After nine years on school board, lawyer decides not to run again

Still said the district needs to lobby for more state dollars.
Monday, March 21, 2005 | 12:00 a.m. CST; updated 6:07 p.m. CDT, Thursday, July 17, 2008

School safety was an easy platform choice for Columbia School Board candidate Russ Still — nine years ago.

It was a year before Missouri passed the Safe Schools Act, and crime in schools was the issue of the day. Columbia residents elected Still to his first board term in 1996, and again in 1999 and 2002. This April, when his third term expires, he will not seek reelection.

“I’ve enjoyed my time on the board, but nine years was enough,” he said.

Still graduated from the University of Michigan with a bachelor’s degree in history and was a junior high teacher in Michigan from 1968 to 1972. After his daughters, Allie and Susannah, were born, Still’s interest in education continued to grow.

His family moved to Columbia, where he received a law degree at MU and shifted his career to a disability and workers’ compensation lawyer. Even though the career change was drastic, Still remained committed to education and turned his attention to the school board.

During his three terms, Still said the school district has changed how it addresses school violence. Matters of violence are taken more seriously and the district is quicker to relay safety concerns to the Police Department, he said.

Still said his campaign today would have a much different focus, involving lobbying and upholding standards of excellence.

“I would stress the need to be active politically at the state level,” he said.

More funding

To improve education, the district needs more funding or it will have to raise taxes, he said, and further budget cuts are not an option.

“We’ve saved money on workers compensation by utilizing a self-insured plan, by refinancing bonds … but actual instruction is very difficult to cut,” he said.

Still thinks an increase in funding would help to maintain the current instructional environment in schools.

No Child Left Behind

Carrying out the programs mandated by the No Child Left Behind Act, the federal plan that sets the standards for schools to meet each year, is another issue. “No Child Left Behind wants greater achievement, and in order to do that you need everyone to work together; you need greater resources,” he said.

Still said increased state funding could mean smaller class sizes, increased technology and better parent-to-teacher communication, leading, theoretically, to higher test scores.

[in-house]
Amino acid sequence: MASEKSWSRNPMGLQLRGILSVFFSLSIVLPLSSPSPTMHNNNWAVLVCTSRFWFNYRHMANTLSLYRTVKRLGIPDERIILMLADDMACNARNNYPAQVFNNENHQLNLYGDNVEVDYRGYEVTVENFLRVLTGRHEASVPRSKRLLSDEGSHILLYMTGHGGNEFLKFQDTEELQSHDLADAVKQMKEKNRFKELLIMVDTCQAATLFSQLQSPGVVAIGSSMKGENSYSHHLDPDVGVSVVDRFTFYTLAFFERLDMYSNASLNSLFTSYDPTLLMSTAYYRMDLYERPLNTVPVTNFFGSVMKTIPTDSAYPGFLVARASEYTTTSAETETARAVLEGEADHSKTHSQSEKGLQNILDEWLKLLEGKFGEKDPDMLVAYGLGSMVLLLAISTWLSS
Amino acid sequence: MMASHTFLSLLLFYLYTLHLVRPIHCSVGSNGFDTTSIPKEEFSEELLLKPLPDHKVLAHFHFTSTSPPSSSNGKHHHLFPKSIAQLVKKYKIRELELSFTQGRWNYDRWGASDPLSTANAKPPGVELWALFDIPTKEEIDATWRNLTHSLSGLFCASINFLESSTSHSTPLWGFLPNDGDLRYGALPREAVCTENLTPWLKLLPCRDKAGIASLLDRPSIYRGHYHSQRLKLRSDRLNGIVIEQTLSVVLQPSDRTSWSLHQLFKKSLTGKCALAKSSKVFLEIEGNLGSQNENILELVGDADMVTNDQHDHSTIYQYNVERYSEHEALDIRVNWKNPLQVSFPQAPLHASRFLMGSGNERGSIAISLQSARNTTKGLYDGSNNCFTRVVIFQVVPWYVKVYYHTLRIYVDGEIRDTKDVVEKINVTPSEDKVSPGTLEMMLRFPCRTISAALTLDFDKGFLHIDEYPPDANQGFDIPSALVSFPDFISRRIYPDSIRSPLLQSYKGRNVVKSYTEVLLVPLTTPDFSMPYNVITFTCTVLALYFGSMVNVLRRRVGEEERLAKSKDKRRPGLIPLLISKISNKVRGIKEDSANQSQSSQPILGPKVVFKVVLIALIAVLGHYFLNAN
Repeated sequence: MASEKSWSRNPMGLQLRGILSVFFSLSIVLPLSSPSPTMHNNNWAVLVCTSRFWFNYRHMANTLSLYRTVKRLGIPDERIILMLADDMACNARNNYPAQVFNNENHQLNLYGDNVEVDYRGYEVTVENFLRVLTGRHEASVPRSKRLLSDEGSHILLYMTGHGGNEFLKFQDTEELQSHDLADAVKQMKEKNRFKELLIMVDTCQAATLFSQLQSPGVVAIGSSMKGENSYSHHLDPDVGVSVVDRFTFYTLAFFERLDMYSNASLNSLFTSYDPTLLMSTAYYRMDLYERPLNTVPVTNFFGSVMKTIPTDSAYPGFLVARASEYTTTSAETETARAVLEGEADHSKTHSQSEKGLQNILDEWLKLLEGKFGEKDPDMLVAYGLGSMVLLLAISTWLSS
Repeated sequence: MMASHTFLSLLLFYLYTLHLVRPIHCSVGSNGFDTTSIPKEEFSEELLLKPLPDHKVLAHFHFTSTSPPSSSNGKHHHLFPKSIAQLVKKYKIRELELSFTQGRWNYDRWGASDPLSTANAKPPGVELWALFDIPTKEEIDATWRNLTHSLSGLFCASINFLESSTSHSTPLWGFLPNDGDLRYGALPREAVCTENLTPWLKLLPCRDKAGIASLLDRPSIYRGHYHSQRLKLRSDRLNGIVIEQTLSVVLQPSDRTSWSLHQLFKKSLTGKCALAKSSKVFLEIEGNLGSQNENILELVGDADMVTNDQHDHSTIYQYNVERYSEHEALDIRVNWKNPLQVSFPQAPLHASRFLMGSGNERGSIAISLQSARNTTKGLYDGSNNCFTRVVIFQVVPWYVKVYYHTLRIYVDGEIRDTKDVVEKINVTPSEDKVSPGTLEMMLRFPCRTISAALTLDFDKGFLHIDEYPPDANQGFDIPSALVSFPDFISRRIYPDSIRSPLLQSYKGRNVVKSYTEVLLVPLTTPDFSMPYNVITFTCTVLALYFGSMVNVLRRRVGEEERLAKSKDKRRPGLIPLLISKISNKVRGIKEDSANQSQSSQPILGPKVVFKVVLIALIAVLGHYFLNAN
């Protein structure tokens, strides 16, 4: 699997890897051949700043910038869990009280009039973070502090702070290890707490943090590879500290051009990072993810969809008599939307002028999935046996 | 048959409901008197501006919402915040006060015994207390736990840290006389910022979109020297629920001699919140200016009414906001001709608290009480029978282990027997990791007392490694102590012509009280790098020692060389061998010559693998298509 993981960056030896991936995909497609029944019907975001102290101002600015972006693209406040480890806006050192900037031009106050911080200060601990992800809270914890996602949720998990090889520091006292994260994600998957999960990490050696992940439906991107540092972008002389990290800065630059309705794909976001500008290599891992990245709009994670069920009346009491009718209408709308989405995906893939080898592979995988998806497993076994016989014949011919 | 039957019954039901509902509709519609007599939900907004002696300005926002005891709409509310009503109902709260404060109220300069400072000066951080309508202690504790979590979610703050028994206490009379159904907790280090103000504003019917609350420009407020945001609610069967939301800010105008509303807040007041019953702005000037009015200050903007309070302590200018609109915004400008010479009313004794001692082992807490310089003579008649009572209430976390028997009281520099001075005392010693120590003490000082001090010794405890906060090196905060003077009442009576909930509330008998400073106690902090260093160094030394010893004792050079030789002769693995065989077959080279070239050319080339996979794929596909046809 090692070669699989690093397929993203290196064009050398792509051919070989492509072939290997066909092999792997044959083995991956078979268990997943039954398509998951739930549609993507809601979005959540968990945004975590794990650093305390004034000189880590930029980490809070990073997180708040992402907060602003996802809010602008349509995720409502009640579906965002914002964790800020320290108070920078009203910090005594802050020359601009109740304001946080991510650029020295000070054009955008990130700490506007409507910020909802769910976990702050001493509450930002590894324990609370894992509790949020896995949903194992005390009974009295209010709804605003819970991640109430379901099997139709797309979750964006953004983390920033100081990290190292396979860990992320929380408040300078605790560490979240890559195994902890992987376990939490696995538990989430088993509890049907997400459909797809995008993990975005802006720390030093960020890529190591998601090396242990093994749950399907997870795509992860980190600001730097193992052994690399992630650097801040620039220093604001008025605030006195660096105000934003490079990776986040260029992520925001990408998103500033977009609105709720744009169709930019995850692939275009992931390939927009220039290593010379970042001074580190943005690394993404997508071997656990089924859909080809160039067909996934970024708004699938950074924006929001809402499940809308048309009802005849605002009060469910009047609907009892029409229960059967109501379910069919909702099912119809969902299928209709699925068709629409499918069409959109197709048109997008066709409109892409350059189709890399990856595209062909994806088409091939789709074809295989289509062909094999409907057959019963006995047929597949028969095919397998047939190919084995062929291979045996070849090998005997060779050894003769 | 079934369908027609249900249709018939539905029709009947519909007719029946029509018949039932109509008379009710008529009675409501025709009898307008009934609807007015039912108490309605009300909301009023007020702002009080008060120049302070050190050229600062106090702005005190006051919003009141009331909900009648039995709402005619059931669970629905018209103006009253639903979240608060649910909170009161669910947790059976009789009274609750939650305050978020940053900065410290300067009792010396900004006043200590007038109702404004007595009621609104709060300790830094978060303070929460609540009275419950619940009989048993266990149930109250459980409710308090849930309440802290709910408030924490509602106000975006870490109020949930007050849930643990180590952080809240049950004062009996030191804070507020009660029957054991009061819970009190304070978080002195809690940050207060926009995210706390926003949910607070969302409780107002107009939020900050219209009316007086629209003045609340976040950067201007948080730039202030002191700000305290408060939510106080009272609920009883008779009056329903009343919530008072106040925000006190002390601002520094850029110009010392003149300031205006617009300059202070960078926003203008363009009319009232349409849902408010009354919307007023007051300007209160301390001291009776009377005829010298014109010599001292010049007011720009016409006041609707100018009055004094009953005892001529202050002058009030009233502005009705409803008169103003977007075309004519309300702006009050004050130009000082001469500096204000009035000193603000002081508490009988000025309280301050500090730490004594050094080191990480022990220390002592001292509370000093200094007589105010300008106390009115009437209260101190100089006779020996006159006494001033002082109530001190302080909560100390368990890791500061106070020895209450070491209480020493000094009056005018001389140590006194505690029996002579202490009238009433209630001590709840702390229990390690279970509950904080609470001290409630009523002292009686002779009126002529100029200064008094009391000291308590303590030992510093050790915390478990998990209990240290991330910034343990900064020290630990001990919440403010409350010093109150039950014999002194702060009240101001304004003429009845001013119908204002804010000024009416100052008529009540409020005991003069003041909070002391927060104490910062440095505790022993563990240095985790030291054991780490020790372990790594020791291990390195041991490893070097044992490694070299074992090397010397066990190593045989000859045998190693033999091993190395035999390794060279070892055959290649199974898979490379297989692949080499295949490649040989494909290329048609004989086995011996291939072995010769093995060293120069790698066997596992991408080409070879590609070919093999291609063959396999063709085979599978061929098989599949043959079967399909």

“I’d like to see the kind of programs we’re putting in at West Boulevard, where we have more intensive staff to student ratios,” Still said.

West Boulevard Elementary is participating in a model school program this year, with smaller class sizes, more home to school communication and an emphasis on literacy.

He also said more money would help solve the achievement gap — a disparity in standardized test scores between black and white students. Despite a lack of funds, the district is already trying to close the gap.

Testing is helping to identify children who are behind academically earlier, but Still said he would like to see a more well-rounded approach to closing the gap.

“We need to deal with the whole family; we’re not taking on just the students, but the whole family,” he said.

Standardized testing is another part of the federal act that is often criticized, but Still said testing stems from a national desire to see more accountability within the public school system.

“There’s greater public scrutiny of schools (today), people wanting to see quantifiable results, more of a consistent curriculum,” he said.

Still also said No Child Left Behind followed this trend as opposed to starting it.

“It is part of people’s need to make a more specific curriculum,” he said, in reference to the act.

He said the approach isn’t perfect because standardized testing cannot measure all aspects of student achievement, but that it’s still something the community finds important.

Changes in the school district

Besides becoming more analytical, he said the district is working to increase the age bracket, so more programs can be made available. “We’re going toward extending to (teaching) ages three to 20,” Still said.

Preschools that parents do not have to pay additional fees for are available at all Title One schools throughout the district.

To qualify for the program, children must test lower than what is considered standard on tests that measure their development.

Still said he would be in favor of having public preschools open to all students, which the district is also working toward.

He said the district has also developed education programs that extend past high school. The A+ Program, for example, awards seniors in high school who meet specific achievement standards with two years of tuition at area community colleges.

Offering and maintaining such programs, as well as hiring the best possible staff, is what Still said must continue for the district to increase student success.

Still said his years on the board have taught him about how the school system works.

“It’s a much more complicated process than I thought it would be … I have a better appreciation for us doing as well as we have done,” he said.

Still will continue to work as an attorney at Harlan, Harlan and Still and said he will continue to be active in education, but has not yet decided in what capacity.

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